Teachers as Learners: The Impact of Teachers’ Morphological Awareness on Vocabulary Instruction
AbstractAcademic vocabulary knowledge is central to reading and academic achievement. Largely based in the lexicons of Latin and Greek, academic vocabulary comprises morphemic structures. Many teachers devote little time to focused instruction in this area because they may lack pertinent morphological and pedagogical knowledge. This article reports findings from a broader three-year longitudinal qualitative case study that explored the experiences of three elementary teachers who engaged in professional development that included study of the morphemic features of academic vocabulary and instructional techniques. This article describes changes teachers made to practice because of their deeper understanding of Latin and Greek morphology and how to teach it. Data sources included in-depth and semistructured interviews, direct observations of classroom practice, and analysis of instructional artifacts. Data analysis revealed that all three participants moved from teacher-centered, definitional approaches towards instruction that was student-centered and focused on developing metalinguistic awareness. Instructional shifts reflected participants’ new understandings about metalinguistic awareness, student-directed problem-solving, and collaborative talk in vocabulary learning. Instructional shifts address metalinguistic awareness, morphology, word consciousness, and Spanish–English cognate instruction—areas that may be overlooked in many classrooms. View Full-Text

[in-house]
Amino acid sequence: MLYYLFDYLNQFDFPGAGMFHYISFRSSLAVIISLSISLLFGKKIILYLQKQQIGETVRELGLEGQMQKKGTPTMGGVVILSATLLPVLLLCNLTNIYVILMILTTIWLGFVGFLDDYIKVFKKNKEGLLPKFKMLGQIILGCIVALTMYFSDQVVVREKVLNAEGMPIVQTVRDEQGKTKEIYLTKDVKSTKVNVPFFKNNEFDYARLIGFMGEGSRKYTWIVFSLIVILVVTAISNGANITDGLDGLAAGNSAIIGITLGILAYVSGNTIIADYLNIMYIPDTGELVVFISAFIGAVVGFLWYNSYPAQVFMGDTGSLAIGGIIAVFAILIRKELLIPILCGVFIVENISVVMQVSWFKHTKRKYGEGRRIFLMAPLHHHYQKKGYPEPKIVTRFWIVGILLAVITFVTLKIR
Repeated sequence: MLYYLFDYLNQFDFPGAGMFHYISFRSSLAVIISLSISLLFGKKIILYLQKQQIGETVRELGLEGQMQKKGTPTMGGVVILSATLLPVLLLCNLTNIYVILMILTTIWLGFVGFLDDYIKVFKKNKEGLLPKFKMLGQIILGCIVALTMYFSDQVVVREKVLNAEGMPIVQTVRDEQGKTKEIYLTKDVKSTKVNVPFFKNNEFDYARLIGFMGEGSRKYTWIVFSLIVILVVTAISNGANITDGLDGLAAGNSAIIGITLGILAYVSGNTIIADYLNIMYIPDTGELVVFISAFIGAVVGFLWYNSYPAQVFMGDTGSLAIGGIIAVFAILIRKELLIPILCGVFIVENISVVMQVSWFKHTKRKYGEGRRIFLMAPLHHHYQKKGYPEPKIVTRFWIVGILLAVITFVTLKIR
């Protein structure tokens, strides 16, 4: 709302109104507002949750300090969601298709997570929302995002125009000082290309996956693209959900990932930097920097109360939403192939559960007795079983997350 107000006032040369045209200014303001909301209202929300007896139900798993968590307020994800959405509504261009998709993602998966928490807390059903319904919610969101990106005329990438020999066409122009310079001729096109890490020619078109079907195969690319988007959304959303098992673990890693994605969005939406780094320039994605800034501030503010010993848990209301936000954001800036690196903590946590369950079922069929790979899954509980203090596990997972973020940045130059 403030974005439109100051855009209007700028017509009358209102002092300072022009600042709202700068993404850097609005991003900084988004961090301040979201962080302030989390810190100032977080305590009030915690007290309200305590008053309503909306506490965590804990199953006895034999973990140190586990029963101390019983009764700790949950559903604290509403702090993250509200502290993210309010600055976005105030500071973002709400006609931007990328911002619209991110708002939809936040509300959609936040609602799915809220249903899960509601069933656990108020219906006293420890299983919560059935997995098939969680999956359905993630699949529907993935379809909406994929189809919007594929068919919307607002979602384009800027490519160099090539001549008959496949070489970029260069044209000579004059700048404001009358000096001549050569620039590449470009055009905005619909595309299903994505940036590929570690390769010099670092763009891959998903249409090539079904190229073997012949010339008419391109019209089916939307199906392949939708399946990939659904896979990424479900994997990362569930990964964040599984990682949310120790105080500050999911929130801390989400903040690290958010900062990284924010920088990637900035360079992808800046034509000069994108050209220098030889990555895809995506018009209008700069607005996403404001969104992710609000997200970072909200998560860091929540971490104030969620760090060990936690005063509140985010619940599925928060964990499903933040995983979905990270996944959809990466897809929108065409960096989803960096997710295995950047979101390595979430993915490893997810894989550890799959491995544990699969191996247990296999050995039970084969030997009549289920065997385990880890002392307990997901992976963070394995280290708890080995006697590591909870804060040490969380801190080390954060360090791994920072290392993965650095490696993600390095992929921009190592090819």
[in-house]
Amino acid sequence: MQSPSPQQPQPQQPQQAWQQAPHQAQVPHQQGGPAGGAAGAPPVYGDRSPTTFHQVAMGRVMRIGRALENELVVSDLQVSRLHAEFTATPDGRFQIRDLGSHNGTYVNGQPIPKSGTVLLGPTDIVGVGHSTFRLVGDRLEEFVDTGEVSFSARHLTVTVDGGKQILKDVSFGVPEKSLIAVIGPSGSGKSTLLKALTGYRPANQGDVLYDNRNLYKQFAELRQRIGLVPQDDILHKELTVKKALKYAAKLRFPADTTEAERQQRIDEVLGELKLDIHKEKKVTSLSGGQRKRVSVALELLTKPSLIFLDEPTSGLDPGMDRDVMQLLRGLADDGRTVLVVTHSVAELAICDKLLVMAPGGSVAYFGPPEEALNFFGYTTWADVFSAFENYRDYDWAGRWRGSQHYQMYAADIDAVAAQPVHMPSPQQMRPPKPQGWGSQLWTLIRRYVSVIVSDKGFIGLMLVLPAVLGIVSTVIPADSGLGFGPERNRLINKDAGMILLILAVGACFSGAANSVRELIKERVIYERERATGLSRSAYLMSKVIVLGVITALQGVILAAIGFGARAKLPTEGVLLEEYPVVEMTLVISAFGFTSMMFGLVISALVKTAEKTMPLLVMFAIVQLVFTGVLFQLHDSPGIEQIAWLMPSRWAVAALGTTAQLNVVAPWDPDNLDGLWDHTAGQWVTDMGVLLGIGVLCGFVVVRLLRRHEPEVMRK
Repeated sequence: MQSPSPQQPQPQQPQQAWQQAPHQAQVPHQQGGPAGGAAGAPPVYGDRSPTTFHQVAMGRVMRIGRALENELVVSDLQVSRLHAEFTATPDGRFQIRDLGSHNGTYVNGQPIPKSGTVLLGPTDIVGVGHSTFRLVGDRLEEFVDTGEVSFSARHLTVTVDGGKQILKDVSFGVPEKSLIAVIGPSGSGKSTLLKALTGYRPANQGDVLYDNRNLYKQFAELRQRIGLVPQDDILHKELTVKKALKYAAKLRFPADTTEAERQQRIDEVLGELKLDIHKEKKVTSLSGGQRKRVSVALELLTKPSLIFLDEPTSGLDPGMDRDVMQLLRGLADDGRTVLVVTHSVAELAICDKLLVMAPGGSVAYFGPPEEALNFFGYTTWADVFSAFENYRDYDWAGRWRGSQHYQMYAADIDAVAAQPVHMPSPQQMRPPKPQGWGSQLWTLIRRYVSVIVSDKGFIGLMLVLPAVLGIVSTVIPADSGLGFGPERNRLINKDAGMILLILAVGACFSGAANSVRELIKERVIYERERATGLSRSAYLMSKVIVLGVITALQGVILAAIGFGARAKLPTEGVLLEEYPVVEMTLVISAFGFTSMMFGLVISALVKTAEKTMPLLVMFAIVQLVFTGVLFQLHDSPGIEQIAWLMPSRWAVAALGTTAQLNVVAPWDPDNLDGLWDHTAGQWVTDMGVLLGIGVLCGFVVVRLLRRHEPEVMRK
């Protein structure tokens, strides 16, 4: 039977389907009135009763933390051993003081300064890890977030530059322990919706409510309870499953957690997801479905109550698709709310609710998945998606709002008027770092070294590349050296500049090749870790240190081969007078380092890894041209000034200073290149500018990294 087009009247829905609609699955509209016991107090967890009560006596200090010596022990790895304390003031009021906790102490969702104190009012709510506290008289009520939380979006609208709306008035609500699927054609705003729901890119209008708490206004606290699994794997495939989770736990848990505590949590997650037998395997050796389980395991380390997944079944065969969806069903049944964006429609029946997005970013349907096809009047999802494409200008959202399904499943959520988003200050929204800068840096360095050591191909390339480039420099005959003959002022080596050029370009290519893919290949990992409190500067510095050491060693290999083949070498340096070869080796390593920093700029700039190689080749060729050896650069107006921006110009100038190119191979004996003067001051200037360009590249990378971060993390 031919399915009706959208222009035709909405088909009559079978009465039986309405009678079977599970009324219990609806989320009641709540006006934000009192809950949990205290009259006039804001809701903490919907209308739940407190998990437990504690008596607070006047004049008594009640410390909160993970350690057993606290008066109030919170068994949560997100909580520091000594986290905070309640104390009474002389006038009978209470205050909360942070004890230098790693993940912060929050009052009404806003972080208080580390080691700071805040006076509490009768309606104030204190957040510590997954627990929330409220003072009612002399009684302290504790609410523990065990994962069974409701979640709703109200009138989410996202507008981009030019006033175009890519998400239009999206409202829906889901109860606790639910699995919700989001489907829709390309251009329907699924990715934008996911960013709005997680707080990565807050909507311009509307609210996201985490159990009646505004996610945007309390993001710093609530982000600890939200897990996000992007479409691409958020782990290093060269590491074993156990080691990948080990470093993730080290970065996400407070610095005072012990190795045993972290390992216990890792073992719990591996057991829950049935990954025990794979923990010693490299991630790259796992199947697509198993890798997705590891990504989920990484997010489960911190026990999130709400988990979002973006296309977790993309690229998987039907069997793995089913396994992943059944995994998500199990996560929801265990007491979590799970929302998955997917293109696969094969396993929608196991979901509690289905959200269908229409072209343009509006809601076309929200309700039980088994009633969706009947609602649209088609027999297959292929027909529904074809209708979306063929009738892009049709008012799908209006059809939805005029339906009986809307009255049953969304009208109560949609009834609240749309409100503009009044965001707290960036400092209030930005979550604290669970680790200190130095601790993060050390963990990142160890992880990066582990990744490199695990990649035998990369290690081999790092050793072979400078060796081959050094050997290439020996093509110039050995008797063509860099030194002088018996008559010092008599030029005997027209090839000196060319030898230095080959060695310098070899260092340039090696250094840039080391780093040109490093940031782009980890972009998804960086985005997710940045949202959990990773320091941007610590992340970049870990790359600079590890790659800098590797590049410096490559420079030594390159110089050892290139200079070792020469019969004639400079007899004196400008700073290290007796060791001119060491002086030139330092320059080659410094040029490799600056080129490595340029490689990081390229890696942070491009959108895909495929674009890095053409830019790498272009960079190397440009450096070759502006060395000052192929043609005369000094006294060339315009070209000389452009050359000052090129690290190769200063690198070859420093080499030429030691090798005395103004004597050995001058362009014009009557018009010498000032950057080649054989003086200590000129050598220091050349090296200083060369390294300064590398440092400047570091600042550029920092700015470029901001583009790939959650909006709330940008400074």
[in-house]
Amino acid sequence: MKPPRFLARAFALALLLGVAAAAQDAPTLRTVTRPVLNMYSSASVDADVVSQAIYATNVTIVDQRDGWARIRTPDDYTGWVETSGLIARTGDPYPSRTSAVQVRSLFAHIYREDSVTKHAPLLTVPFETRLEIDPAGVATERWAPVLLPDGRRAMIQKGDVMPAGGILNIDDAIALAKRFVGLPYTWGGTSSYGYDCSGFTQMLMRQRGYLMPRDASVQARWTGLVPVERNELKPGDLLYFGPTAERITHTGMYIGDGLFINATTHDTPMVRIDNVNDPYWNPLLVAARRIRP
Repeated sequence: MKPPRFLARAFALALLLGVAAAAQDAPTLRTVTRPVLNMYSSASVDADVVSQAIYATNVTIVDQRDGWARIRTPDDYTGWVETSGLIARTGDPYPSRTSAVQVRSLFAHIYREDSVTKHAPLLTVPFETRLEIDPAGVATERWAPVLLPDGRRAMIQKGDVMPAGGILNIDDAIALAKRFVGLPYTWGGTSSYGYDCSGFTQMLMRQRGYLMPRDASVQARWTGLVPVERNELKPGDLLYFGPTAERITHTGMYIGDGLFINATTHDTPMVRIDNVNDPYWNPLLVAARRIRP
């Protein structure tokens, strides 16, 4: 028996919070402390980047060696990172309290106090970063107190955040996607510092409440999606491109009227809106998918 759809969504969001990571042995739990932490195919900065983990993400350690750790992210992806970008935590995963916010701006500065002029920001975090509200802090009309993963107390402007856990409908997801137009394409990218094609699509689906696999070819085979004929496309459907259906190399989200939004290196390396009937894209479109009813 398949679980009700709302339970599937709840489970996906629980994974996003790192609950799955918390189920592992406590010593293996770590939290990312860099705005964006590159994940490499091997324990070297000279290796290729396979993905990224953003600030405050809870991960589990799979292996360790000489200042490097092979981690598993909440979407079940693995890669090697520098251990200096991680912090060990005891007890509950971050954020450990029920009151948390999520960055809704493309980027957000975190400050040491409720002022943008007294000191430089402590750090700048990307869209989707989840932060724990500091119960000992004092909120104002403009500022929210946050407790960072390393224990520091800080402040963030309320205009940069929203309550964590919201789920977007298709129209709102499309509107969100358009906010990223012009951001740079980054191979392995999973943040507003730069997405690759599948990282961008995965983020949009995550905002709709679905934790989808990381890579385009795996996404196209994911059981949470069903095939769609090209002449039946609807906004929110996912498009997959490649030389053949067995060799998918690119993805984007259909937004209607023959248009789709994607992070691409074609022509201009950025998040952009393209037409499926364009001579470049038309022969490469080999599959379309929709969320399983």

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Newton, J. Teachers as Learners: The Impact of Teachers’ Morphological Awareness on Vocabulary Instruction. Educ. Sci. 2018, 8, 161.
Newton J. Teachers as Learners: The Impact of Teachers’ Morphological Awareness on Vocabulary Instruction. Education Sciences. 2018; 8(4):161.Chicago/Turabian Style
Newton, Joanna. 2018. "Teachers as Learners: The Impact of Teachers’ Morphological Awareness on Vocabulary Instruction." Educ. Sci. 8, no. 4: 161.
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